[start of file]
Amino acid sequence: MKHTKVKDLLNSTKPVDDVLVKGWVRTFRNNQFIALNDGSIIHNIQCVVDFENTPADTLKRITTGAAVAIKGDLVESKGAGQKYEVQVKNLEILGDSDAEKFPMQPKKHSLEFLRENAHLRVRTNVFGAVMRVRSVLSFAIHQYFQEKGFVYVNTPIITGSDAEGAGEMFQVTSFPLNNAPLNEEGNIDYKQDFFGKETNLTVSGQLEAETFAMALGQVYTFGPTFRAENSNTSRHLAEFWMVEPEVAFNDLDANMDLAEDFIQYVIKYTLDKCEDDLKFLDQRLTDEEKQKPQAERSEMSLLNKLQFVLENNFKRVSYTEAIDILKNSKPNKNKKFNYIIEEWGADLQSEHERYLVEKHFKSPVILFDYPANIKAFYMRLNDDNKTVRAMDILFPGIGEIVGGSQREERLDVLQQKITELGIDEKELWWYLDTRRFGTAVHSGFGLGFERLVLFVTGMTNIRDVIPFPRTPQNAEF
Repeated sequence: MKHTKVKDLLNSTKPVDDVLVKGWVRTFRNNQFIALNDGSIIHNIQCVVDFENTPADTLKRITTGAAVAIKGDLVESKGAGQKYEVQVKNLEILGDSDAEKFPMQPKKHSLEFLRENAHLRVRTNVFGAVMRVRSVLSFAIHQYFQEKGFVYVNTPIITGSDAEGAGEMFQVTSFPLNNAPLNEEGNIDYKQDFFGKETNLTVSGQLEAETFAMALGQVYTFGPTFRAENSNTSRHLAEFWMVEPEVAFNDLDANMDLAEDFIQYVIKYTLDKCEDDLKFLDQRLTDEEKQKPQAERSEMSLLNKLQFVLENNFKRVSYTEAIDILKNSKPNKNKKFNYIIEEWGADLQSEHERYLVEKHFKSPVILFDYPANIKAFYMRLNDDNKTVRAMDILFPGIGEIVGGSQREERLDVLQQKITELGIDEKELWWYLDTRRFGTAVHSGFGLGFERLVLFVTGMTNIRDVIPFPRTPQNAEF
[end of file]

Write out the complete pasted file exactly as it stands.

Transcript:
Amino acid sequence: MKHTKVKDLLNSTKPVDDVLVKGWVRTFRNNQFIALNDGSIIHNIQCVVDFENTPADTLKRITTGAAVAIKGDLVESKGAGQKYEVQVKNLEILGDSDAEKFPMQPKKHSLEFLRENAHLRVRTNVFGAVMRVRSVLSFAIHQYFQEKGFVYVNTPIITGSDAEGAGEMFQVTSFPLNNAPLNEEGNIDYKQDFFGKETNLTVSGQLEAETFAMALGQVYTFGPTFRAENSNTSRHLAEFWMVEPEVAFNDLDANMDLAEDFIQYVIKYTLDKCEDDLKFLDQRLTDEEKQKPQAERSEMSLLNKLQFVLENNFKRVSYTEAIDILKNSKPNKNKKFNYIIEEWGADLQSEHERYLVEKHFKSPVILFDYPANIKAFYMRLNDDNKTVRAMDILFPGIGEIVGGSQREERLDVLQQKITELGIDEKELWWYLDTRRFGTAVHSGFGLGFERLVLFVTGMTNIRDVIPFPRTPQNAEF
Repeated sequence: MKHTKVKDLLNSTKPVDDVLVKGWVRTFRNNQFIALNDGSIIHNIQCVVDFENTPADTLKRITTGAAVAIKGDLVESKGAGQKYEVQVKNLEILGDSDAEKFPMQPKKHSLEFLRENAHLRVRTNVFGAVMRVRSVLSFAIHQYFQEKGFVYVNTPIITGSDAEGAGEMFQVTSFPLNNAPLNEEGNIDYKQDFFGKETNLTVSGQLEAETFAMALGQVYTFGPTFRAENSNTSRHLAEFWMVEPEVAFNDLDANMDLAEDFIQYVIKYTLDKCEDDLKFLDQRLTDEEKQKPQAERSEMSLLNKLQFVLENNFKRVSYTEAIDILKNSKPNKNKKFNYIIEEWGADLQSEHERYLVEKHFKSPVILFDYPANIKAFYMRLNDDNKTVRAMDILFPGIGEIVGGSQREERLDVLQQKITELGIDEKELWWYLDTRRFGTAVHSGFGLGFERLVLFVTGMTNIRDVIPFPRTPQNAEF